An upbeat note from Brean Capital's Ananda Baruah is leading Seagate (STX +3%) and Western...

An upbeat note from Brean Capital's Ananda Baruah is leading Seagate (STX +3%) and Western Digital (WDC +2.9%) to rally. In spite of weak PC sales, Baruah expects industry hard drive shipments to total 130M-135M in calendar Q1, down just slightly from Q4's 136M and in-line with guidance. Moreover, he sees the potential for 5%-10% 2H shipment growth, and ASPs and margins are seen benefiting from a mixture of better capacity utilization, stronger retail revenue, rising hybrid drive shipments, and a mix shift to enterprise and 500GB single-platter notebook drives. LSI +1.4%. MRVL +0.8%.

From other sites
Comments (4)
  • shakazoid
    , contributor
    Comments (246) | Send Message
    I guess aliens would be the ones buying those hard drives. Even the so called hybrid hard drives are being shelved by OEM manufacturers for pure SSD in laptops. Another paid analyst trying to drive up valuations based on made up analysis.
    Hybrids are not worthwhile till you start adding flash storage of at least 128MB and in that case one might as well get a pure SSD
    26 Mar 2013, 01:24 PM Reply Like
  • Stock Market Mike
    , contributor
    Comments (3741) | Send Message
    Hybrid drives do a pretty good job to be honest. In real-world simulated benchmarking (PCMark, etc.) even 8-24GB of NAND makes a world of difference. In the future I predict that the vast majority of HDDs sold will have some sort of NAND cache to help alleviate their multitasking weaknesses, which can only be a win for NAND manufacturers. It just makes sense for HDD manufacturers to integrate the NAND to bring prices down. It might eventually add just ~$10 onto the cost of the drive, while a separate SSD (for caching or OS use) would add far more to an OEM design.


    There's always going to be $300 PCs, and those PCs can't necessarily fit a separate SSD into the budget, and might like to slap '2000GB HDD' onto the label for marketing reasons. (I'm thinking down the road)
    26 Mar 2013, 01:42 PM Reply Like
  • shakazoid
    , contributor
    Comments (246) | Send Message
    THe PC industry is a declining & commoditized biz. Look @ the historical share price of WDC or STX and you will find out they are @ there peak in a decade or 3 decades for WDC and this is in a declining market. Ask yourself if that makes sense in declining market.There's absolutely no reason why their valuation should be higher now than @ the peak of their market (the last decade) Neither company has a plan to fully start producing SSD, both are still focused on hybrids. While there's no doubt more storage will be needed in the future, most will be for enterprises where cloud and such will be housed. Most consumers will be buying external harddrives just to back up essential data while the rest will be based in the cloud.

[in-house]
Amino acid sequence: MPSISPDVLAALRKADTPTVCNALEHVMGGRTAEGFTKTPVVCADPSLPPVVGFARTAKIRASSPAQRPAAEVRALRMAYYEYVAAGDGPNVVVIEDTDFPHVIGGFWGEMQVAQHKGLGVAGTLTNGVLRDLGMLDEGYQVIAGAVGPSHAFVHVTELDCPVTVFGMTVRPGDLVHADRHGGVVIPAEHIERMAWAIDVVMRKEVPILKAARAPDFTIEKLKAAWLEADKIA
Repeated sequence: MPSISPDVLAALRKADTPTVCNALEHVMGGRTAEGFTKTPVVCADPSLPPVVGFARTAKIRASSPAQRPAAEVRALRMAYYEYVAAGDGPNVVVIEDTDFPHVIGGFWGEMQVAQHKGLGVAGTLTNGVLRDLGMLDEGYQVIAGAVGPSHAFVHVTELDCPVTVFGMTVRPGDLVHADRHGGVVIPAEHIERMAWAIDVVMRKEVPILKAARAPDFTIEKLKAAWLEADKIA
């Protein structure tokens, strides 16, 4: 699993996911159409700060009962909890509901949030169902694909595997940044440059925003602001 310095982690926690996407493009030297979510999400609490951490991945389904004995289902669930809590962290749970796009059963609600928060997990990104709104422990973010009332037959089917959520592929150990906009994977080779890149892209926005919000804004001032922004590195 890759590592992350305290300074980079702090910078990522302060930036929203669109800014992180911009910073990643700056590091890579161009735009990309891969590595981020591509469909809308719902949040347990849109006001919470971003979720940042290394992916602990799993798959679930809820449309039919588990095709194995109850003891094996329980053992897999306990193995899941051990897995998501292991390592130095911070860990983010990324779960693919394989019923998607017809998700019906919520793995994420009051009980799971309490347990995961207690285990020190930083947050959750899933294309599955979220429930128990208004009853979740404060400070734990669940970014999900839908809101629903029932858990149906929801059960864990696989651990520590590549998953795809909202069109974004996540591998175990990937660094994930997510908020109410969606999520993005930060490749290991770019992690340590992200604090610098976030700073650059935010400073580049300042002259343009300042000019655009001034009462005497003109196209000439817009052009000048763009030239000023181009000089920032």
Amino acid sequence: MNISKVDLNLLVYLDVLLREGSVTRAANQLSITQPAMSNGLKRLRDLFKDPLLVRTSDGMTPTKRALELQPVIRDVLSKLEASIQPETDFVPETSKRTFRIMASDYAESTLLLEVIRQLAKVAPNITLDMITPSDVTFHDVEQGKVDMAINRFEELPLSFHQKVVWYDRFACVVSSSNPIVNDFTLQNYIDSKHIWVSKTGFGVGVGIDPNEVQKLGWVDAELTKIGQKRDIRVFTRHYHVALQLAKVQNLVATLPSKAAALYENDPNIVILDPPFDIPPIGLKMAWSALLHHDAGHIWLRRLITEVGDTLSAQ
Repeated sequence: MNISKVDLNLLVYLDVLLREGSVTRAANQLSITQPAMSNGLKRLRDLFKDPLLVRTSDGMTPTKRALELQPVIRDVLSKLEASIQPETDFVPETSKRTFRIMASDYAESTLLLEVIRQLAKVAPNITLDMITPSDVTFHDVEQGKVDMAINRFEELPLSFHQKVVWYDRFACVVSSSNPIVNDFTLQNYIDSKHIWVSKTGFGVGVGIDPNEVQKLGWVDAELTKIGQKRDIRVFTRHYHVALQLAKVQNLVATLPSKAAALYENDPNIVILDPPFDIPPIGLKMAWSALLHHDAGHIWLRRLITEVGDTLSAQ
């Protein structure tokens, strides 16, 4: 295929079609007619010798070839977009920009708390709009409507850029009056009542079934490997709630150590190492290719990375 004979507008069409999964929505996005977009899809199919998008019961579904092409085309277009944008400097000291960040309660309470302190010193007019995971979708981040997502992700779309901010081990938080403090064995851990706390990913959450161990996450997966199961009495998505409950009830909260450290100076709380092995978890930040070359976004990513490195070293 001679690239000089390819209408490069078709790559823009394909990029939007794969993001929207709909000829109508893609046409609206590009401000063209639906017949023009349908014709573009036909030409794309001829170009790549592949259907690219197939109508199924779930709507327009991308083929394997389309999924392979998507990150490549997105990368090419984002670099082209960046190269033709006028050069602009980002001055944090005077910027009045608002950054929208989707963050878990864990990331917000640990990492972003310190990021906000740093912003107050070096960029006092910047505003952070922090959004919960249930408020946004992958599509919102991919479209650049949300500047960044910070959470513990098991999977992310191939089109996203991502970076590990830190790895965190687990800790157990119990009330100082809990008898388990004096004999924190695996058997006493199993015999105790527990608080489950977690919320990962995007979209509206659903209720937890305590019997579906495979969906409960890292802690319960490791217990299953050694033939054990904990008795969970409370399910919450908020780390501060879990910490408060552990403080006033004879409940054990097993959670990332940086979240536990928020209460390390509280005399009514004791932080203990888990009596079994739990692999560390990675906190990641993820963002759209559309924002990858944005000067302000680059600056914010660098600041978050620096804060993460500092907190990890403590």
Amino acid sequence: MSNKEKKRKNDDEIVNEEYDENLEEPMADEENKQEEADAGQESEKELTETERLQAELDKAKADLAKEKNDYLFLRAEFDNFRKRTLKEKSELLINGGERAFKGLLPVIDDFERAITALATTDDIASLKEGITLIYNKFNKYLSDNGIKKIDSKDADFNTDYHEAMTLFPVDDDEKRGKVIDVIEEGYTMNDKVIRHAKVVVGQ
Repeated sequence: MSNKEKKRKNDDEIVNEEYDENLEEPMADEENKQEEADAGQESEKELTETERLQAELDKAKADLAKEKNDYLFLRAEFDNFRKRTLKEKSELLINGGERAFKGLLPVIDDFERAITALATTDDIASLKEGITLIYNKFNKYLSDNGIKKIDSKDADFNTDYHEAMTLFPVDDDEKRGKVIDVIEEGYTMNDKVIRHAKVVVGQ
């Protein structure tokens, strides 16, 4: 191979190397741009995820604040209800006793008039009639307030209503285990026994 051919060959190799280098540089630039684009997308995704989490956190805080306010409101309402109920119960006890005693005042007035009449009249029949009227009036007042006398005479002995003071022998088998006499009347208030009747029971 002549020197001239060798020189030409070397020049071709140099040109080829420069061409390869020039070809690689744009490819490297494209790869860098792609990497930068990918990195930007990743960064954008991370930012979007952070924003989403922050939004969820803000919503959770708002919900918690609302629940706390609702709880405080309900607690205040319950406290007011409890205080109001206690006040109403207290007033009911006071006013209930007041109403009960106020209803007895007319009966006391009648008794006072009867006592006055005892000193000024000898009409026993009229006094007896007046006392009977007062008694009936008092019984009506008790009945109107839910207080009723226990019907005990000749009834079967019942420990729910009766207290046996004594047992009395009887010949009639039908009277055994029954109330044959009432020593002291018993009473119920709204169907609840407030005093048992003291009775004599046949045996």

If the Touch UI adoption continues in the pc market, the desktop will be a thing of the past except in work places so the market will dwindle even faster. The advancement of cellphone has put a very big dent in the momentum of the pc biz.
    If either company decides to fully go into SSD production , then they have a chance to continue to dominate the storage market.
    Apple has the best impleentation of hybrid drives right now and it's only midway performance with it's SSD caching. Remember HD disk affect not only perfomance but also battery power, with ultrabooks becming norm , there will be no use for HD disks except in external drives for consumers. Here's good review & analysis of Fusion drives
    26 Mar 2013, 04:31 PM Reply Like
  • lanettedonovan1
    , contributor
    Comments (31) | Send Message
    Interesting how there is such a debate about the HDD stocks. The bull argument I believe goes like this: There is only two (three with Toshiba) HDD vendors now and they know the market is in decline so they will not add capacity or be a price spoiler - driving down ASPs and ruining profits. The demand for HDDs will shift from notebooks to high capacity 10,000 RPM drives that will sit in cloud. Capacity growth will ultimately help overcome unit growth declines. Cash flow will remain strong because gross margins will not collapse (new 27-31% range) and companies will reward share holders with share buy back and nice dividends. I personally do not believe STX and WDC will keep pricing non competitive in the 10,000 RPM space and ultimately with unit declines the gross margins will fall to 22% range where the mean has been over the past decade. Stock prices will follow down gross margins.
    26 Mar 2013, 06:55 PM Reply Like
DJIA (DIA) S&P 500 (SPY)
ETF Screener: Search and filter by asset class, strategy, theme, performance, yield, and much more
ETF Performance: View ETF performance across key asset classes and investing themes
ETF Investing Guide: Learn how to build and manage a well-diversified, low cost ETF portfolio
ETF Selector: An explanation of how to select and use ETFs